Sunday, 20 April 2008

My name is Gordon Darroch. I am the father of two children.

About a year ago we began having our elder son, Euan, then approaching the age of four, assessed for difficulties in his social development. He has always been a quiet, self-contained boy, rarely aggressive or anxious, happy to play by himself but equally content in the company of other children. His intelligence was normal and he seemed to be thriving at the nursery he had been attending since he was 10 months old.

But now the manager was telling us he showed little interest in the other children: he would play alongside them, rather than with them; if the nurses managed to persuade him to join in a group activity, he would quickly drift away back into his own world. And he rarely spoke. It was as if he was enclosed in a bubble: he could look out, and others could see in, but actual contact was all but impossible.

“Are you worried about him?” I asked the manager.

“A wee bit,” she said. It was the fairest answer she could give.

So began the long, exhausting and still unfinished process of having Euan assessed for autism. Even now I hesitate to use the words “Euan is autistic” to people because an actual diagnosis is still some way off. But the odds are shortening. Every specialist who has seen him so far has observed autistic traits in his behaviour, but the difference between suspecting your child has autism and having it diagnosed are as wide as the autistic spectrum itself.

This is intended to be a blog about living with autism in the family. Unlike some, I am not particularly interested in trying to work out who or what might be to blame for my son’s condition or whether it could have been avoided. The irrevocable fact is, it exists, and my prime concern is to learn how to deal with it.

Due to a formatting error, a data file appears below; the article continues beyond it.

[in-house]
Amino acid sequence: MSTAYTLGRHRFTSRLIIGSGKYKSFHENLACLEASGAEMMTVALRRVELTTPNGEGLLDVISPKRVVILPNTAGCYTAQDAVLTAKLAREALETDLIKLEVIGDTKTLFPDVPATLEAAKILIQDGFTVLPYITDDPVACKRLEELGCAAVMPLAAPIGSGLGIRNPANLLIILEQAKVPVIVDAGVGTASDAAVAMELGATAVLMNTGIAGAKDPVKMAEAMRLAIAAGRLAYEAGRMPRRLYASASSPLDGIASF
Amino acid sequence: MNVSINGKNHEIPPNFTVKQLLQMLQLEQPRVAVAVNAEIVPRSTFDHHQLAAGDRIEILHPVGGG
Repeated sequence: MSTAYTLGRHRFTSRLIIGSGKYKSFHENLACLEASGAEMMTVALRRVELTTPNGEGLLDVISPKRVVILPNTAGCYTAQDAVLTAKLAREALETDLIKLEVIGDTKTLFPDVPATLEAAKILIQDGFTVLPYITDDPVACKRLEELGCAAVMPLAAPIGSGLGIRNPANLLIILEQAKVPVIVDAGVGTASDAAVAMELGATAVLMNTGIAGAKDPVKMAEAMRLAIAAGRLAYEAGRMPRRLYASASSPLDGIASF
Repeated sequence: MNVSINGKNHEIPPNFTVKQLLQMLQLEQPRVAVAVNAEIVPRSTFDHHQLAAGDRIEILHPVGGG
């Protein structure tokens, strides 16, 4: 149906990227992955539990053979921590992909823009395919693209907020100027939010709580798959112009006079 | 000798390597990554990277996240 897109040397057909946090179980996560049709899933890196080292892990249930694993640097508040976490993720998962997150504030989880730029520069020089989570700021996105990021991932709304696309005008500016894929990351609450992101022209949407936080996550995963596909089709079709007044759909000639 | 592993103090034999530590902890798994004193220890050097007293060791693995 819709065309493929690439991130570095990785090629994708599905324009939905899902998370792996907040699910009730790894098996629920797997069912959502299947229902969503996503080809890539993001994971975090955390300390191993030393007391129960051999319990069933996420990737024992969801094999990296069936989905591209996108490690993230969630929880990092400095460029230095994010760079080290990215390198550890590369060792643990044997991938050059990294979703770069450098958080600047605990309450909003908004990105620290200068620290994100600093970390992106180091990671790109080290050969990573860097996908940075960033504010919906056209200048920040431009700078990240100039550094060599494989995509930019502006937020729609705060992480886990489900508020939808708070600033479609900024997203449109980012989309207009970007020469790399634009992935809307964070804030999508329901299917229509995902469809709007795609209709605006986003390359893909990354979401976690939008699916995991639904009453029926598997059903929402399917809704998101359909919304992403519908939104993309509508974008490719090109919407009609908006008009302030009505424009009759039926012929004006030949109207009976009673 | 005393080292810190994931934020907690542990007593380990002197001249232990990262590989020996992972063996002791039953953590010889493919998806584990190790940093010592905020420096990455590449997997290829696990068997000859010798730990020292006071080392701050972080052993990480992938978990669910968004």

There is a danger, too, of becoming so consumed with Euan’s condition that we end up seeing the condition and not the child. It’s true, as people often say, that there are worse things that can happen: he is not terminally ill or severely handicapped; his intelligence seems to be unaffected; he does not have a shortened lifespan, which I think must be the hardest thing for a parent to face. But at the same time, there are a lot of popular misconceptions of autism that lead people to dismiss it as just a mild hindrance, like walking with a limp or learning with dyslexia.

Perhaps dyslexia offers the most meaningful parallel: a generation ago, whole swathes of children were labelled as stupid, lazy or ill-disciplined when a little understanding and assistance could have saved them from a lifetime of under-achievement. I hope that with the right intervention and support Euan will be able to enjoy an independent and fulfilling life, rather than being written off as weak-willed and socially inept, as such children once were.

1 comment:

annette allison said...

Hi Gordon
I read your blog with interest. I am a creative writing tutor and have been involved with a group of talented writers who have just published an anthology of their work. The writers are all on the autistic spectrum. I think the writing in the anthology is inspiring in its own right, but also I suspect to other people directly affected by autism. If you would like a copy of the anthology, please get in touch.